- Google Chrome. Google entered the browser business by releasing Google Chrome, thus challenging the dominance of Mozilla (FireFox), Microsoft (IE) and the aspiring Apple (Safari).
Why important: It was important because Chrome wasn’t just another browser. Google Chrome treats each individual tab as a separate session (if one fails, the others don’t suddenly fail). It may be accidental, but this is an acknowledgment that the browser is “the desktop of the cloud.” The gradual realization of this and the merging of cloud desktop with client desktop will change computing. (For more on this read Why Google Chrome Will Dominate.)
Note also: The emergence of new cloud-facing development products such as Microsoft SilverLight and Adobe (ADBE) Air.
- Social networks blossom. Social networks continued to hit the news in 2008 as Twitter sprouted up from almost nowhere and Facebook grew like bamboo in the spring. If anything is going to challenge Google, and it could be that nothing actually will, then it is likely to emerge from the social networking space - Facebook being the current possible contender. (See Ten Reasons Why Twitter Rocks for information on Twitter)
Why important: It’s the social networks that are actually introducing the applications that telecomms companies should have been building and introducing. They are eating the telco’s lunch. The telecom industry spent over a century building infrastructure, but never devoted much time to building applications. Now it has completely lost control of the communications applications market.
Note also: The rise of developer ecosystems around successful social networks. A developer ecosystem can be a very valuable thing - go ask Microsoft.
- The emergence powerful network switches. I’m referring to the introduction of hugely powerful switches by both Brocade (BRCD) and Cisco (CSCO), which have the potential to turn networks into manageable virtual resource spaces. (read The Server Vendors v Cisco: Is This A New Technology War? for more details)
Why important: This could impact the IT industry in many ways. One possibility is that it will undermine the strategic position of hardware vendors IBM, HP, DELL at al. However technically it makes it far more feasible to treat a corporate network as a single resource space that is deployed (i.e. provisioned with resources) dynamically.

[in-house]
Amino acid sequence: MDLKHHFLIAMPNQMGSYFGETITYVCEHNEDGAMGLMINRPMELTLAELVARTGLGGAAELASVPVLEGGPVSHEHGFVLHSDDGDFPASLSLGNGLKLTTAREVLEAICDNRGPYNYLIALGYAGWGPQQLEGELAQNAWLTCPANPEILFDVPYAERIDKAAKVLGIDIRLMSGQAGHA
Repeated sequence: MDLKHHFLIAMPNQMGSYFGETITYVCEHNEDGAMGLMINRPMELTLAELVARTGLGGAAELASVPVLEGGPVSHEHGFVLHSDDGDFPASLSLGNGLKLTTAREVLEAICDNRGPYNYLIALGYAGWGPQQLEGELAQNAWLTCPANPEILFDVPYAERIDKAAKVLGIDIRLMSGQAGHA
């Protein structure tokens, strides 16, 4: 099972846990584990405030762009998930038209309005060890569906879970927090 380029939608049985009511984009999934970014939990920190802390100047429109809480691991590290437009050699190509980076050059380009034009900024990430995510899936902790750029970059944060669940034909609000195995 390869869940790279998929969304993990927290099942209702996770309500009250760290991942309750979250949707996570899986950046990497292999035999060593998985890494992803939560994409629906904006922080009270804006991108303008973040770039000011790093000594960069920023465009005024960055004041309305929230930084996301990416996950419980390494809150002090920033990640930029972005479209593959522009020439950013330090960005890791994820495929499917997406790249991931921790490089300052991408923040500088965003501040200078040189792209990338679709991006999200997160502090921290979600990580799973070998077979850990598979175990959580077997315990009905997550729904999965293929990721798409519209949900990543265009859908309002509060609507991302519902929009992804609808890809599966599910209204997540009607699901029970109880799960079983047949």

- The cloud rises. In 2008, “the cloud” went mainstream with a large number of software vendors adding the “extra sales channel” of the cloud to their marketing efforts. What began with SalesForce.com (CRM) and Google (with some contribution from Oracle (ORCL)) is now becoming a genuinely new channel.
Why important: As most people have noted, cloud computing is destined to prosper in the recession. (For more detail read Everything as a Service: The Growth of Cloud Computing) for more information.
- All virtualization all the time. Virtualization is the direct outcome of decades of Moore’s Law and it is becoming ubiquitous. The server, the desktop, the laptop, both the OS and apps and even the client personalization layer is getting virtualized, and so is the network. (Click on virtualization links for links to several articles on virtualization.)
Why important: This is extremely disruptive in many ways; to software licensing models, to vendor stability, to data center management and to data center costs. The opportunity exists to cut costs and optimize the use of computer resources, but it will not be achieved easily. The IT network is gradually becoming one very large virtual mainframe - which is fine, but right now it has no management software.